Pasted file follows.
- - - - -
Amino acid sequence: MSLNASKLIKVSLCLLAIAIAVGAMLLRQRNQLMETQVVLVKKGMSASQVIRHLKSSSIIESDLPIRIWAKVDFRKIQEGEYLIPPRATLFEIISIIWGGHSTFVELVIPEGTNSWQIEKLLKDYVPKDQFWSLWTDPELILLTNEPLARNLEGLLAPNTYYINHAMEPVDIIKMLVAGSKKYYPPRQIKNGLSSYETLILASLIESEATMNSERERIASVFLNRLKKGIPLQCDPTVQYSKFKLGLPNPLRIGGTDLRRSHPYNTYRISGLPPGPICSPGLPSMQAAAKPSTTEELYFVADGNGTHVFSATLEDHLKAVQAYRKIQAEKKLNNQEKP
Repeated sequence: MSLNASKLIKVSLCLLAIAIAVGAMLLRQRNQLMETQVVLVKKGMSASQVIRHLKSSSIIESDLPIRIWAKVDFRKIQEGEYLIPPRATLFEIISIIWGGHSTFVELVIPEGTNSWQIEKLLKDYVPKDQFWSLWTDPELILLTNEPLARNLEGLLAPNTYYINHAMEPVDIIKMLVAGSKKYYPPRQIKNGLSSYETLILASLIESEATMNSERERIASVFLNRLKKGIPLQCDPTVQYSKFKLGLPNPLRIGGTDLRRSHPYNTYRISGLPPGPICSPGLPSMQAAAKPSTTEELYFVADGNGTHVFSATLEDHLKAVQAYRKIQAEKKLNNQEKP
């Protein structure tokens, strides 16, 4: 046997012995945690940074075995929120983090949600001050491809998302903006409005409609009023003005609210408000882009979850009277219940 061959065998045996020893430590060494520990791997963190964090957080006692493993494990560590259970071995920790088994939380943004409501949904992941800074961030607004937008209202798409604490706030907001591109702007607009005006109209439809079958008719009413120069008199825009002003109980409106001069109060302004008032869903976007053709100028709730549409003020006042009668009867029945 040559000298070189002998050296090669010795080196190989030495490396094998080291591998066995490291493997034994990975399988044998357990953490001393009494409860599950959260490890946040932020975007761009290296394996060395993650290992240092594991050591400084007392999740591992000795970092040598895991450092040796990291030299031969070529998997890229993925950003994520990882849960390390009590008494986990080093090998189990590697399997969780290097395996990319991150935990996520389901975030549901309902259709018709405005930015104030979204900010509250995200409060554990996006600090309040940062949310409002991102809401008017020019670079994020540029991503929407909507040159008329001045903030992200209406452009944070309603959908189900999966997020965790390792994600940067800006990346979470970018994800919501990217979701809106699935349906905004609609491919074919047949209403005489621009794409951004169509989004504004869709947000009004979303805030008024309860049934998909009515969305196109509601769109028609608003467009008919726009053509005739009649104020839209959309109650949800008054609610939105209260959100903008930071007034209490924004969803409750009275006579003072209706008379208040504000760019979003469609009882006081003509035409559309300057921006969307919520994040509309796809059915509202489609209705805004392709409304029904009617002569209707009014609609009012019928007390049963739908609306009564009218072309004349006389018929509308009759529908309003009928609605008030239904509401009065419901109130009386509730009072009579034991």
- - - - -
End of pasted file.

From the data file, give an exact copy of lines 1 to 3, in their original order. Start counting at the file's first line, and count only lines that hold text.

Amino acid sequence: MSLNASKLIKVSLCLLAIAIAVGAMLLRQRNQLMETQVVLVKKGMSASQVIRHLKSSSIIESDLPIRIWAKVDFRKIQEGEYLIPPRATLFEIISIIWGGHSTFVELVIPEGTNSWQIEKLLKDYVPKDQFWSLWTDPELILLTNEPLARNLEGLLAPNTYYINHAMEPVDIIKMLVAGSKKYYPPRQIKNGLSSYETLILASLIESEATMNSERERIASVFLNRLKKGIPLQCDPTVQYSKFKLGLPNPLRIGGTDLRRSHPYNTYRISGLPPGPICSPGLPSMQAAAKPSTTEELYFVADGNGTHVFSATLEDHLKAVQAYRKIQAEKKLNNQEKP
Repeated sequence: MSLNASKLIKVSLCLLAIAIAVGAMLLRQRNQLMETQVVLVKKGMSASQVIRHLKSSSIIESDLPIRIWAKVDFRKIQEGEYLIPPRATLFEIISIIWGGHSTFVELVIPEGTNSWQIEKLLKDYVPKDQFWSLWTDPELILLTNEPLARNLEGLLAPNTYYINHAMEPVDIIKMLVAGSKKYYPPRQIKNGLSSYETLILASLIESEATMNSERERIASVFLNRLKKGIPLQCDPTVQYSKFKLGLPNPLRIGGTDLRRSHPYNTYRISGLPPGPICSPGLPSMQAAAKPSTTEELYFVADGNGTHVFSATLEDHLKAVQAYRKIQAEKKLNNQEKP
């Protein structure tokens, strides 16, 4: 046997012995945690940074075995929120983090949600001050491809998302903006409005409609009023003005609210408000882009979850009277219940 061959065998045996020893430590060494520990791997963190964090957080006692493993494990560590259970071995920790088994939380943004409501949904992941800074961030607004937008209202798409604490706030907001591109702007607009005006109209439809079958008719009413120069008199825009002003109980409106001069109060302004008032869903976007053709100028709730549409003020006042009668009867029945 040559000298070189002998050296090669010795080196190989030495490396094998080291591998066995490291493997034994990975399988044998357990953490001393009494409860599950959260490890946040932020975007761009290296394996060395993650290992240092594991050591400084007392999740591992000795970092040598895991450092040796990291030299031969070529998997890229993925950003994520990882849960390390009590008494986990080093090998189990590697399997969780290097395996990319991150935990996520389901975030549901309902259709018709405005930015104030979204900010509250995200409060554990996006600090309040940062949310409002991102809401008017020019670079994020540029991503929407909507040159008329001045903030992200209406452009944070309603959908189900999966997020965790390792994600940067800006990346979470970018994800919501990217979701809106699935349906905004609609491919074919047949209403005489621009794409951004169509989004504004869709947000009004979303805030008024309860049934998909009515969305196109509601769109028609608003467009008919726009053509005739009649104020839209959309109650949800008054609610939105209260959100903008930071007034209490924004969803409750009275006579003072209706008379208040504000760019979003469609009882006081003509035409559309300057921006969307919520994040509309796809059915509202489609209705805004392709409304029904009617002569209707009014609609009012019928007390049963739908609306009564009218072309004349006389018929509308009759529908309003009928609605008030239904509401009065419901109130009386509730009072009579034991």